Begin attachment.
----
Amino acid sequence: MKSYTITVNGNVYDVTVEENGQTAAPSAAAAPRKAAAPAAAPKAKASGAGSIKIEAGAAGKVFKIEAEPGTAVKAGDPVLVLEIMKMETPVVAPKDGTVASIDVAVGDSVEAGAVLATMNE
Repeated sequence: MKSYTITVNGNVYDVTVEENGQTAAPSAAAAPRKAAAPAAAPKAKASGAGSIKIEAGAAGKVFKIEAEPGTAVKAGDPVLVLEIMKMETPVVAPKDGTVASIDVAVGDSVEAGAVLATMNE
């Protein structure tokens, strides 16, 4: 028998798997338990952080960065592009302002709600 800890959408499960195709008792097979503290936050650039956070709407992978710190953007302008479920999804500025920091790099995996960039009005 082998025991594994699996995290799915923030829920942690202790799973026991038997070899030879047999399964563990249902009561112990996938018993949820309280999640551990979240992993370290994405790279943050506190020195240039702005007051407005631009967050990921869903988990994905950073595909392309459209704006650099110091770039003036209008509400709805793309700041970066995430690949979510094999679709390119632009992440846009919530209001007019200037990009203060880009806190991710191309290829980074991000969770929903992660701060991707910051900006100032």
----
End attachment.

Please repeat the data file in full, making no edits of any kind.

Amino acid sequence: MKSYTITVNGNVYDVTVEENGQTAAPSAAAAPRKAAAPAAAPKAKASGAGSIKIEAGAAGKVFKIEAEPGTAVKAGDPVLVLEIMKMETPVVAPKDGTVASIDVAVGDSVEAGAVLATMNE
Repeated sequence: MKSYTITVNGNVYDVTVEENGQTAAPSAAAAPRKAAAPAAAPKAKASGAGSIKIEAGAAGKVFKIEAEPGTAVKAGDPVLVLEIMKMETPVVAPKDGTVASIDVAVGDSVEAGAVLATMNE
């Protein structure tokens, strides 16, 4: 028998798997338990952080960065592009302002709600 800890959408499960195709008792097979503290936050650039956070709407992978710190953007302008479920999804500025920091790099995996960039009005 082998025991594994699996995290799915923030829920942690202790799973026991038997070899030879047999399964563990249902009561112990996938018993949820309280999640551990979240992993370290994405790279943050506190020195240039702005007051407005631009967050990921869903988990994905950073595909392309459209704006650099110091770039003036209008509400709805793309700041970066995430690949979510094999679709390119632009992440846009919530209001007019200037990009203060880009806190991710191309290829980074991000969770929903992660701060991707910051900006100032």